Tuesday, October 21, 2008


Plea for Help of the Day: Foreign contributors

The Russian mission to the UN in New York says it has turned down a request from John McCain to help fund his presidential campaign. —BBC reporting in "Russians reject McCain cash plea"

A computer glitch, they say.

9:32 — Meanwhile over in Britain, financier Nathan Rothschild has alleged that two leaders of the Conservative Party tried to solicit a donation of 50,000 pounds from Russia's richest billionaire Oleg Deripaska while aboard his yacht.

Mr. Deripaska is currently banned from entering the U.S. because of alleged ties to the Russian mafia. He is however allowed to float off the Greek island of Corfu, to which British Conservatives flock like swallows in the summer.

As in the U.S., contributions by foreigners to British political parties are illegal. So it is alleged that the would-be Chancellor of the Exchequer (the equivalent of our Secretary of the Treasury) and the party's chief executive made the suggestion that Mr. Deripaska might hide the contribution through his British company Leyland Daf. That too would be illegal but far less detectable.

Accusations and counter-accusations are being hurled in the British press. And I would be the last to want to contribute to the sliming of names among British Conservatives.

What interests me is the issue of campaign donations from corporations owned or partly owned by foreigners and by non-citizen employees of the corporation.

Corporations organize their contributions through political-action committees ("PACs"), which are normally devoted either to state or federal politics. So a corporation might organize a federal PAC and various state PACs.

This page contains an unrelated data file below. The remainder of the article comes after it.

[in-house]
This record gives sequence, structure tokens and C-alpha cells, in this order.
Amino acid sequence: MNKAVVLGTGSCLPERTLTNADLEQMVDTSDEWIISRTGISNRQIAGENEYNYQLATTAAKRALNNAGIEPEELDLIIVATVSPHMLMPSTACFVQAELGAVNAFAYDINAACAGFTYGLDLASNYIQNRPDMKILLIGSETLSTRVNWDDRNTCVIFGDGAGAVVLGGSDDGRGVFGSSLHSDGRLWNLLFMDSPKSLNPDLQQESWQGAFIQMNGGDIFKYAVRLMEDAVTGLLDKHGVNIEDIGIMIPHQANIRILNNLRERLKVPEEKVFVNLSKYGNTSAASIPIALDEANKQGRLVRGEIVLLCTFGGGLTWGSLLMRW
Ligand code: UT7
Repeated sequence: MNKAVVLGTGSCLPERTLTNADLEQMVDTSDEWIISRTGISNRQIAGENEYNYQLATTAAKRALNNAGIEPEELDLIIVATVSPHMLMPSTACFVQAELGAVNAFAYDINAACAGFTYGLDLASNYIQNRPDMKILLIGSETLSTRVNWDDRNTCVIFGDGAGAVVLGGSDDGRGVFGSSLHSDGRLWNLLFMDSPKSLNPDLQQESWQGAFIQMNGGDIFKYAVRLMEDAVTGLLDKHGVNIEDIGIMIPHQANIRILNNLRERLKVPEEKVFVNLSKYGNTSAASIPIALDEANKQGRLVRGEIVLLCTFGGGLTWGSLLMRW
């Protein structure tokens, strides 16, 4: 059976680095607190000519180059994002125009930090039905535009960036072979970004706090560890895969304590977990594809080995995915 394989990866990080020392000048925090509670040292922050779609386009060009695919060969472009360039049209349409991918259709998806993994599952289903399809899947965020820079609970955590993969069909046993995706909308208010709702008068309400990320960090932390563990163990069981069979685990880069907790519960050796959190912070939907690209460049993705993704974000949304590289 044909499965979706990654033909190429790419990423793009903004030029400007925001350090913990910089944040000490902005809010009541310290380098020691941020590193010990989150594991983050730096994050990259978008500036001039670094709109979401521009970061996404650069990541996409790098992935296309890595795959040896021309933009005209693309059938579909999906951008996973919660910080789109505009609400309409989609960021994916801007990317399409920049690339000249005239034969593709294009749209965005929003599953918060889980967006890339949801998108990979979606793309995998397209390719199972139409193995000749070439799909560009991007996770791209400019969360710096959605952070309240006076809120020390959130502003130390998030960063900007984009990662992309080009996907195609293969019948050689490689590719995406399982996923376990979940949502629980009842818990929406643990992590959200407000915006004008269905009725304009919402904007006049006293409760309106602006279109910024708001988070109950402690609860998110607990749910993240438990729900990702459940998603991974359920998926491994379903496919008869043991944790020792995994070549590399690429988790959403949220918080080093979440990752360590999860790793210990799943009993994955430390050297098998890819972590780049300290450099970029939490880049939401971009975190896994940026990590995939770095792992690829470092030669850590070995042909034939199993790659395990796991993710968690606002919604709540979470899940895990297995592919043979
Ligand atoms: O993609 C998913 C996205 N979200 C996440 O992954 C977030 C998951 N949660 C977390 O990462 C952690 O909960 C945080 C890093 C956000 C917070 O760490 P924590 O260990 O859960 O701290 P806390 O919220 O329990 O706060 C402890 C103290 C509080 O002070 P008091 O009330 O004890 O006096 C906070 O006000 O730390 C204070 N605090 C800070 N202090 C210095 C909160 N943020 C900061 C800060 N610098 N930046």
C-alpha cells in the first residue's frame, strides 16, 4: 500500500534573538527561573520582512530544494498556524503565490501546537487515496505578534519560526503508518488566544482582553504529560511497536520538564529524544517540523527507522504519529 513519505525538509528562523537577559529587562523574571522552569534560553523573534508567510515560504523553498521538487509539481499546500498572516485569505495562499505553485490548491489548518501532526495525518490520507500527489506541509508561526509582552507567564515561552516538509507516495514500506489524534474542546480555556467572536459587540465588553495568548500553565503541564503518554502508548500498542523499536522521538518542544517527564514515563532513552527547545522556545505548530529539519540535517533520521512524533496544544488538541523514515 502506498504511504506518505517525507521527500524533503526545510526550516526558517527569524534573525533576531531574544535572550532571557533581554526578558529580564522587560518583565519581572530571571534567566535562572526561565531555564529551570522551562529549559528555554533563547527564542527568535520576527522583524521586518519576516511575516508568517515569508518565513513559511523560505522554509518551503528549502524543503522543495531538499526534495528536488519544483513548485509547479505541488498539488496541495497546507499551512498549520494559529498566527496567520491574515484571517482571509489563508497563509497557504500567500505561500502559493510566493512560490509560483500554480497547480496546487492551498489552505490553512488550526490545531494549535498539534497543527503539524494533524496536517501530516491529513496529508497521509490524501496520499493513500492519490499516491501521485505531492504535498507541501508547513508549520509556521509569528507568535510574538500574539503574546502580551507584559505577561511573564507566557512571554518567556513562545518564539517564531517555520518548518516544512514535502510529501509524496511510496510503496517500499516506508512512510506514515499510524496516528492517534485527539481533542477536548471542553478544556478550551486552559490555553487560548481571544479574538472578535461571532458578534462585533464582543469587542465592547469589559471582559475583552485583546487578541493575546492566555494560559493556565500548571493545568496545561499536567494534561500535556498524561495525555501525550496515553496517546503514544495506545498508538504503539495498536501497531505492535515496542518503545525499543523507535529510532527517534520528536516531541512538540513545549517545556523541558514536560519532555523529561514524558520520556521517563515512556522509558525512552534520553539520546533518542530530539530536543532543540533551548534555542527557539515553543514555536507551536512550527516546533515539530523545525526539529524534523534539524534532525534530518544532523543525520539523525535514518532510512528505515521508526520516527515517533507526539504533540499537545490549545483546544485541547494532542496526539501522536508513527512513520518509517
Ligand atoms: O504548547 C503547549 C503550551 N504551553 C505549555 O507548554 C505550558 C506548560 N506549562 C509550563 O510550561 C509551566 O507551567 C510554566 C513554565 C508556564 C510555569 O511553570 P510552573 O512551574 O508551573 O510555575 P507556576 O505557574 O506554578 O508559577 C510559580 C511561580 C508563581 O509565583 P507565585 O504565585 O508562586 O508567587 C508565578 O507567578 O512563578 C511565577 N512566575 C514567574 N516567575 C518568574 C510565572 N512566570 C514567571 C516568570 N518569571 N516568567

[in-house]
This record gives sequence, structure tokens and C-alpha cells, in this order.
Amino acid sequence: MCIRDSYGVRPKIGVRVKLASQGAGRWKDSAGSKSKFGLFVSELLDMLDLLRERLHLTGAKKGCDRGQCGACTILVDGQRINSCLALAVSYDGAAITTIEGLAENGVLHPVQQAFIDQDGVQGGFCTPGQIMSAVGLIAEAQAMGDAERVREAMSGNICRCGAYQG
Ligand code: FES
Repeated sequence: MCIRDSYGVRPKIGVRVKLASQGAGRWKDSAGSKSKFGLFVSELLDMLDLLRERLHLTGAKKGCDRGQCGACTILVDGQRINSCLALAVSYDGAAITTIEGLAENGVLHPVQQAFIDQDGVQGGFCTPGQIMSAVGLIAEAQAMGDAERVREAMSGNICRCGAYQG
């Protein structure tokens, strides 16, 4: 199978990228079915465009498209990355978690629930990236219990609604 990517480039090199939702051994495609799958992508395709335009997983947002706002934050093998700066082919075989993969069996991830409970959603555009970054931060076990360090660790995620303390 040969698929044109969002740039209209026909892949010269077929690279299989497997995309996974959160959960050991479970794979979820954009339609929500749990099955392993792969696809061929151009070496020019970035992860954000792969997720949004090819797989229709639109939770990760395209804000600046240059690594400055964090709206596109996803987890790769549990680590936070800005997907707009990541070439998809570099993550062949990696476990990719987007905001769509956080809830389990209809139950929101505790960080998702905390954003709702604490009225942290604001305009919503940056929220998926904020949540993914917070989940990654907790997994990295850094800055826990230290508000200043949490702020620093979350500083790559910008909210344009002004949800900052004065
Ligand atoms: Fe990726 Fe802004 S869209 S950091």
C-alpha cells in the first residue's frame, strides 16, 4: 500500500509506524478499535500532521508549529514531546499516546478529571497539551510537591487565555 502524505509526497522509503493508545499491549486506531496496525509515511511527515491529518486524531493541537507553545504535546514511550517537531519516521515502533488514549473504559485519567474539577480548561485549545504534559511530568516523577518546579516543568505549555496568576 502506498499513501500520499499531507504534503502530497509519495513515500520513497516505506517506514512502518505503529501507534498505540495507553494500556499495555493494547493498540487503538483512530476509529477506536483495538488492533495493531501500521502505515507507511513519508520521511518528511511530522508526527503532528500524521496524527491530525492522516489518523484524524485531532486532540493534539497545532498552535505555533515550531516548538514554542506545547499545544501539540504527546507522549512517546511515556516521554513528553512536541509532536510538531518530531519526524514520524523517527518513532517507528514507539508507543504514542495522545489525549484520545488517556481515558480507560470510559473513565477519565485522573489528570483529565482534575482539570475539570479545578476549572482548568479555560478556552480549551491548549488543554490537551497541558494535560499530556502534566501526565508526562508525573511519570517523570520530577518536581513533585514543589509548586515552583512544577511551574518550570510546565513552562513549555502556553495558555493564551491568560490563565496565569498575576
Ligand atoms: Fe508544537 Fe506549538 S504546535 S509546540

According to "A Guide to New York Political Action Committees,"

... a PAC cannot knowingly solicit or accept contributions from a foreign national1 in connection with any federal, state, or local election. Under the FEC regulations, a foreign national cannot direct, control, or participate in the decision making process of any person, such as a corporation, labor organization, or political committee, regarding such person’s federal or nonfederal election-related activities.

As the British so helpfully demonstrate from time to time, I cannot think of a law that is harder to enforce, with the possible exception of the American drug laws. Indeed, although the direct contribution of a U.S. corporation to a PAC is limited, it would be hard to argue that a contribution of whatever size does not constitute a foreign intrusion into American elections if that corporation has foreign investors—and even more so if the corporation has essentially foreign ownership.

Since the U.S. Treasury has been urging banks and businesses to look for other sources of capital, which is mainly to be found abroad, the influence of foreign money in American elections promises to be harder and harder to control.

But is it really a problem? I propose a simple test: Let's ban all corporate donations to both candidates and to PACs—and while we're at it, the legal construct of the "corporate citizen." If this affects the level of foreign investment, we'll know it was a problem.



1You may be surprised to learn that—

A foreign national is defined as a foreign principal under 22 U.S.C. §611(b), or an individual who is not a citizen of the United States and who is not lawfully admitted for permanent residence.

In other words, permanent residents—otherwise known as "green card" holders—are free to use their money to attempt to influence elections. [back]

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